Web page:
Note-Taking Strategies: Mastering Your Classes

August 31st, 2015 / By Eastern College

Doing well in school seems like a much more daunting task than it usually turns out to be once you work out a system for yourself. Don’t worry about perfecting that system though—it’s always changing! You’re at Eastern to learn, after all; it only makes sense to invest in your own system of taking notes.
woman taking notes in class

In addition to motivating you to pay attention, taking notes in class can help you learn. Listening and summarizing what you hear will help you understand and remember what was said in class.

Balance Speed and Organization

You can’t jot down every word that your instructor speaks, and that’s fine. Focus on getting the essence of what the instructor says instead. This often involves writing in some form of personal shorthand or writing in point-form. Remember that you’re taking notes, not writing a philosophy textbook. Writing acronyms cuts down the time it takes to record common ideas. Here are some examples:

  • Supply Chain Management = SCM
  • Patient medical records = PMR
  • Small Claims Court = SCC

Does your instructor speak quickly? For technical scenarios with clear precedents or procedures—like law, for example—then you will need to make use of symbols and some immediately recognizable visuals in your notes. Don’t record everything in the form of a paragraph if it’s faster and more intuitive to do it with visuals!

  • Use pyramids to understand hierarchical concepts
  • Use flow charts to illustrate processes quickly
  • Use pie charts to understand ideas related to distribution and operations

The key to effectively taking notes is balancing your writing speed with readability. You do need to be able to read your own notes again, after all! Write notes in the margins to help your future self understand the course material later, but don’t clutter your page with little blurbs. Leave enough white space to make it clear what’s important on your page of notes.

Learn on Your Own Terms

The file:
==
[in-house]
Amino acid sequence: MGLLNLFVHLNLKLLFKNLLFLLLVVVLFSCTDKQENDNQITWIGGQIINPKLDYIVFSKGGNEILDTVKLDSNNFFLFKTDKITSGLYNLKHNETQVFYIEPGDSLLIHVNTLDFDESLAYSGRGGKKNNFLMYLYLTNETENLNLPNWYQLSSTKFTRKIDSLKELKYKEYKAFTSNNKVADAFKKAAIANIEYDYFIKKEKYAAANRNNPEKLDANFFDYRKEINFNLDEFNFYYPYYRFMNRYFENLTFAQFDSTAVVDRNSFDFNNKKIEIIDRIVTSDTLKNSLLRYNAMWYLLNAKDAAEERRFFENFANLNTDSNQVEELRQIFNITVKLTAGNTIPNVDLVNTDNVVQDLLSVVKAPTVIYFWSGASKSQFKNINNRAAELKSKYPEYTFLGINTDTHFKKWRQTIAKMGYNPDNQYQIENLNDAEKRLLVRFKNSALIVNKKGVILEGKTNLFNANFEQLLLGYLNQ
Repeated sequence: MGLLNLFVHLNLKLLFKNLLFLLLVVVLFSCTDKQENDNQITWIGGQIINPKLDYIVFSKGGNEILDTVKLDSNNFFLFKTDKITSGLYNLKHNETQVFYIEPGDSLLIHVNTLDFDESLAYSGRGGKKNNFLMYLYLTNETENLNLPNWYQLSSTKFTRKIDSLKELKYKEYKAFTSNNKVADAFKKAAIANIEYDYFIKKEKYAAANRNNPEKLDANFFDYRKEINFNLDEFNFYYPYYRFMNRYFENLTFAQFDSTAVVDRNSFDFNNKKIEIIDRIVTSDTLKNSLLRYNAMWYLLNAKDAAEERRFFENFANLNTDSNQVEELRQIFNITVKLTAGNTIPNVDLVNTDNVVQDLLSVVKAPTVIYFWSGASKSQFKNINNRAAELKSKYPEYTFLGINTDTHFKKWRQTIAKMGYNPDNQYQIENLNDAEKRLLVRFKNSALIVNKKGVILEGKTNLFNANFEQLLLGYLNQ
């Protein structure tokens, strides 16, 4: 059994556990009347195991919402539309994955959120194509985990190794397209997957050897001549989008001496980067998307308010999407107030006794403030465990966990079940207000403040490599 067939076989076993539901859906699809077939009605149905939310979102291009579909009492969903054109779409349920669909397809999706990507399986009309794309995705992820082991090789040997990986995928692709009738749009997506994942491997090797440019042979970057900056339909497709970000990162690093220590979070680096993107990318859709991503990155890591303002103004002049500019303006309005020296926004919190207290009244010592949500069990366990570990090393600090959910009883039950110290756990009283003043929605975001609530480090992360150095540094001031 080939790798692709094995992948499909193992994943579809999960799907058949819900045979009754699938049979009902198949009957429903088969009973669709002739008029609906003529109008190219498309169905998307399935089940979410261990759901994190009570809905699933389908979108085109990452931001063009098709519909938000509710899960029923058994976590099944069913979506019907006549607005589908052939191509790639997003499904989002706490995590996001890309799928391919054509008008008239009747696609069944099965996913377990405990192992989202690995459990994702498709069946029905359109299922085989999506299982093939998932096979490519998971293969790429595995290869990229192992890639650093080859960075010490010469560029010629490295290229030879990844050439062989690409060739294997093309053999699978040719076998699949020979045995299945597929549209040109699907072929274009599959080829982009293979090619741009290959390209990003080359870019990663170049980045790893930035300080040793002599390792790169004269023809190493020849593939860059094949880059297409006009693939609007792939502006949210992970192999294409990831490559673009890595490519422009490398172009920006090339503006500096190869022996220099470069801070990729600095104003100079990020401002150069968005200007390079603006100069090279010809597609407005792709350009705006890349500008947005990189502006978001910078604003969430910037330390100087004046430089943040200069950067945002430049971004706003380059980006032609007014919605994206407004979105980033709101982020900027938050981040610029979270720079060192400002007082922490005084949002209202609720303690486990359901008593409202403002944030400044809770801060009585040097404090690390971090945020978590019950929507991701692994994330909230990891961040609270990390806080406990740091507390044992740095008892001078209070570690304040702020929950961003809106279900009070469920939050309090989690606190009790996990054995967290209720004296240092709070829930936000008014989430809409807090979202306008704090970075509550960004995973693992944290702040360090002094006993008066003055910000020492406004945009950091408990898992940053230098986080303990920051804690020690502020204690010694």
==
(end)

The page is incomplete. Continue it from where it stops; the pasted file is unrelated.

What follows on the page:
Next in the mix is your own comprehension. You need to account for your own ability to understand the material and your notes down the line. This becomes a broader practice about learning in general, but we’ll keep it to the realm of note-taking for now.

Taking notes quickly requires you to delve into acronyms, shorthand, and symbols—but it also lets you understand the course content on your own terms. That’s a general key to learning, and it applies to your notes as much as anything else. Make pop-culture references or pneumonic tricks to help you understand and remember ideas accurately if that’s what it takes!

Take notes on your own terms. They’re your notes, after all! They won’t be very useful to you if you can’t read them later. Colour-code certain ideas, subheadings, or important things. Just make sure that your system works for you.

Internalize the Content

You also need to internalize the material that you record in your notes. Understanding it on your own terms after you’ve quickly jotted it down comprises two-thirds of the battle. Condensing the notes is the last stretch.

You should take notes by hand at every stage of the process, but you really need to take them by hand while condensing your notes. There just isn’t another way around it. Your brain registers the movement of handwriting far more than typing.

Why would you condense your notes? Repetition is the key to building long-term memories. Putting 10 minutes into condensing the day’s notes into a more compact page a) reinforces the material in your long-term memory bank and b) allows you understand more of the course content from an overhead perspective. Condensing your notes also lets you organize things visually in a more free-form style that lets you put your thought patterns onto the page intuitively.

That’s how to take notes like a professional. It sounds a lot like studying—and it is—but the trick is to put a little bit of time into your note-taking strategy to make sure that you don’t need to pull an all-nighter just to forget everything as soon as you write the exam. Ten minutes per day keeps the pre-exam jitters away. Get in touch with our Student Support Services Team if you haven’t yet found a strategy that works for you.


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